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Considered as physical objects, too, they accrue the fascination of having travelled with the writer through the events described in their pages. The notebooks kept by the soldier-poet Siegfried Sassoon during his service in the British Army in the First World War are among the most remarkable documents of their kind, and provide an extraordinary insight into his participation in one of the defining conflicts of European history.

Cambridge University Library holds the world's richest assemblage of Sassoon's manuscripts and archival papers. Accumulated from various sources over the course of several decades, the collection was magnificently augmented in with the acquisition of the papers formerly retained in the possession of Sassoon's only child, George.

About this journal

A gifted diarist, Sassoon kept a journal for most of his life, and the papers include a run stretching from to At the heart of this series are the war diaries, a fascinating resource for the study of the literature of the First World War which enables a fresh analysis of Sassoon's experience of the catastrophic war which influenced him profoundly. Sufficiently wealthy not to need to work, he adopted a life of sporting leisure and bookish versifying until the outbreak of war propelled him into the role of soldier-poet.

Sassoon enlisted as a trooper in the Sussex Yeomanry on 4 August , but later took a commission in the Royal Welch Fusiliers. Despatched to France towards the end of , he served with conspicuous physical courage, being awarded the Military Cross in June for recovering wounded men under fire.

Language and Literature

At the outset of war Sassoon was an ambitious and enthusiastic warrior, but by his first-hand knowledge of the horrors of trench warfare, and his anger at the needless suffering of his men and the ruinous waste of life which characterized battles such as the Somme and Arras, had led to a fundamental change of attitude. This development was reflected in his increasingly well-regarded poetry, the tone of which had grown gradually more bitter as the War progressed.

With language incorporating soldierly slang, his poems began to employ sardonic or sarcastic twists, deliberately devised to disturb the complacency of the civilian population at home. While recuperating in Britain from a wound sustained at Arras, Sassoon drafted his 'Soldier's Declaration', a statement outlining his objections to the continuation of the War.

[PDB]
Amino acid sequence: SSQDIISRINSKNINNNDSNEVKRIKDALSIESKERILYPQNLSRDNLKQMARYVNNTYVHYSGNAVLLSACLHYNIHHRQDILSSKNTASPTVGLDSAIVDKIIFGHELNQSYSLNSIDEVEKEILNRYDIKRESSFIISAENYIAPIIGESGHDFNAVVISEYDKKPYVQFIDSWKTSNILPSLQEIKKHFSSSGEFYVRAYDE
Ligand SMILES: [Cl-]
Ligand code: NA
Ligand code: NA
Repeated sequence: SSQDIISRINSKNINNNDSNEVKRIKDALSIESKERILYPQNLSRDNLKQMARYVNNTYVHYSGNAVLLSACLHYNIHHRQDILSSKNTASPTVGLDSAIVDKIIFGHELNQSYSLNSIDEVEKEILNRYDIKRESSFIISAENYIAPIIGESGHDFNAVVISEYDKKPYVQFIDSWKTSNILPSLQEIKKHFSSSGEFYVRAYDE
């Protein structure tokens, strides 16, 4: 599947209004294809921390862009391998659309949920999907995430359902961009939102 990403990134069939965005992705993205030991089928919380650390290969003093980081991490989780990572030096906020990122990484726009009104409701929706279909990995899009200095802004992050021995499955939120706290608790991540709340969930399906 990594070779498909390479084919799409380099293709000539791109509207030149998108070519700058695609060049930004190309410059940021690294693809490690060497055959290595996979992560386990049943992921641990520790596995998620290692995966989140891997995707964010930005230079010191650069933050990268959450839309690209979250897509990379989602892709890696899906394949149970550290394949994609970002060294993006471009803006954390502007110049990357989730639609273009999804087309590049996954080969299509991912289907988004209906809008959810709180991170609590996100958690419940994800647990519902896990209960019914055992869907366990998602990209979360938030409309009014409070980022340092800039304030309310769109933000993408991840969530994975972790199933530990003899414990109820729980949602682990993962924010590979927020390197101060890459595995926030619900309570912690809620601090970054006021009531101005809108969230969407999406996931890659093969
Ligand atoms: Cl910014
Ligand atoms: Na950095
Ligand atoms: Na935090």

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Made as 'an act of wilful defiance of military authority', it detailed his refusal to return to duty and his belief that the war was being 'deliberately prolonged by those who have the power to end it'. His protest achieved national prominence when the statement was read in Parliament and printed in The Times.

Under the guidance of Rivers, Sassoon resolved to atone for the perceived abandonment of his men by resuming his duties as an officer. He served in Palestine and France during the last year of the War, before a further wound in July brought his active contribution to a close. While he continued to write poetry for the rest of his life and wrote a series of critically acclaimed autobiographical memoirs, Sassoon's reputation remains primarily that of a war poet.


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The anger, compassion and bitter realism of his poems still resonate today, urging us still, a hundred years on, to 'swear by the slain of the War that you'll never forget'. This digitised collection makes available online for the first time 23 of Sassoon's journals from the years and , and two poetry notebooks from containing rough drafts and fair copies of his war poems. Unlike edited printed transcriptions, the digitisations allow the viewer to form a thorough sense of the nature of the physical documents.

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Kaur writes movingly about immigration, domestic violence, sexual assault and other substantial subjects, though she follows quickly with self-empowerment affirmations to alleviate the sting. These poets, on the other hand, print the paraphrase. They are also aimed at nontraditional readers, who may think of poetry as the literary equivalent of opera or ballet, a privileged-white-male establishment hostile to their interests.

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Kaur has said her style grew in part out of her struggles when she was learning English after moving to Canada, wanting her work to be accessible to such readers. Fights about artistic tastes are nearly always about submerged social hostilities — putting down the audiences as much as the artists.

Meanwhile, the latest National Endowment for the Arts survey of arts participation, released in , found that the number of Americans who had read at least one poem in the past year had declined by 45 percent between and , down to 6.